The papers appeared in seven journals, and more are under investigation.

In a release issued today, the publishers note: Read the rest of this entry »

Despite retraction, antipsychotics still effective, safe for dementia, says author

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alzheimers-research-and-therapyResearchers have retracted a systematic review that suggested that antipsychotic drugs are effective and safe for patients with symptoms of dementia — but claim their re-analysis of the updated data still comes to the same conclusions.

According to the retraction notice in Alzheimer’s Research and Therapy, some participants were incorrectly included twice in the meta-analysis. 

The corresponding authors recently lost another paper for an entirely different reason — earlier this year, we reported on a retraction in Annals of Neurology for Jin-Tai Yu and Lan Tanaffiliated with the Ocean University of China, Qingdao University, and Nanjing Medical University in China. The authors pulled that paper after appearing to pass off others’ data as their own.

Here’s the retraction notice for the review, issued earlier this year: Read the rest of this entry »

Researcher who sued to stop retractions earns his 8th

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Mario Saad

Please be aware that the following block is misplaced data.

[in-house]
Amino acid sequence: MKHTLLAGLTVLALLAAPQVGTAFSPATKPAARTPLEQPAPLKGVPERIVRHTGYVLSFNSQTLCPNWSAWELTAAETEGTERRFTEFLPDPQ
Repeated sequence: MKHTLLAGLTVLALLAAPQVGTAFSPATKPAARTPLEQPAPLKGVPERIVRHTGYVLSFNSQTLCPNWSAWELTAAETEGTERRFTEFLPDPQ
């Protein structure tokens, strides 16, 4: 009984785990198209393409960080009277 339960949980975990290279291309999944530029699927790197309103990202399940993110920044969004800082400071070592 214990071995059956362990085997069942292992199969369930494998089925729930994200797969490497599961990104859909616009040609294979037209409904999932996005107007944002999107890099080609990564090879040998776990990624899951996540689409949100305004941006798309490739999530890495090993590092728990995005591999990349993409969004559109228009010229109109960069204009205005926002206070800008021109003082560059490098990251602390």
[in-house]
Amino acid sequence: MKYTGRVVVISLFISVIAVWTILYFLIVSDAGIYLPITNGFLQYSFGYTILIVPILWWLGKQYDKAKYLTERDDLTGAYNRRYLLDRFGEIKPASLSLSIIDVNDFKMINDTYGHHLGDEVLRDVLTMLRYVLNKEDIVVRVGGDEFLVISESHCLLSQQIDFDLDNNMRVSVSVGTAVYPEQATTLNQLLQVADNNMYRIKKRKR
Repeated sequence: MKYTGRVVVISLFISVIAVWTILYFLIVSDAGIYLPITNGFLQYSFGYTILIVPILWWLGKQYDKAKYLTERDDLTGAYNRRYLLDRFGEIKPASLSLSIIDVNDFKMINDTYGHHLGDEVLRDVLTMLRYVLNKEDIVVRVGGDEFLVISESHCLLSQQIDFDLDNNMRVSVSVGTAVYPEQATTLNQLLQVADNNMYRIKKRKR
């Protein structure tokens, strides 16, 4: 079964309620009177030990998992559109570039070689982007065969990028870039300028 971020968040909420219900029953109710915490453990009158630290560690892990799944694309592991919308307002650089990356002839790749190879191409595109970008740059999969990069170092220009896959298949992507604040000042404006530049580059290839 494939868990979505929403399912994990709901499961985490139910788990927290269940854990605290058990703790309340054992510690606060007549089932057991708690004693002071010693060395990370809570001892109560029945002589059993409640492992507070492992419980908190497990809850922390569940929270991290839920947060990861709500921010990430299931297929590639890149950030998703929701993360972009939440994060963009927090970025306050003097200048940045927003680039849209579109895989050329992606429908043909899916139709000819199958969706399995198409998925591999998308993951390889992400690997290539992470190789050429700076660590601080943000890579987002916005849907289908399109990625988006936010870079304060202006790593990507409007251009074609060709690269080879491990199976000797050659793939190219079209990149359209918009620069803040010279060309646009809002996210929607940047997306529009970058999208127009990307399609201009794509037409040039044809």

Mario Saad

Mario Saad, a diabetes researcher who once sued to stop a publisher from retracting his papers, has just received his eighth retraction.

Critical Care has retracted a 2012 paper about treating sepsis, citing extensive similarities between figures within the paper and 10 others.

Here’s the full notice for “Diacerhein attenuates the inflammatory response and improves survival in a model of severe sepsis:” Read the rest of this entry »

You’ve been dupe’d: Results so nice, journals published them twice

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With so many retraction notices pouring in, from time to time we compile a handful of straight-forward retractions.

Once again, this list focuses on duplications — but unlike other duplications, these authors were not at fault. Rather, these retractions occurred because the publishers mistakenly published the same paper twice — the result of a transfer between publishers, for instance, or accidentally publishing the unedited version of the paper. We’re forced to wonder, as we have before, whether saddling researchers’ CVs with a retraction is really the most fair way to handle these cases.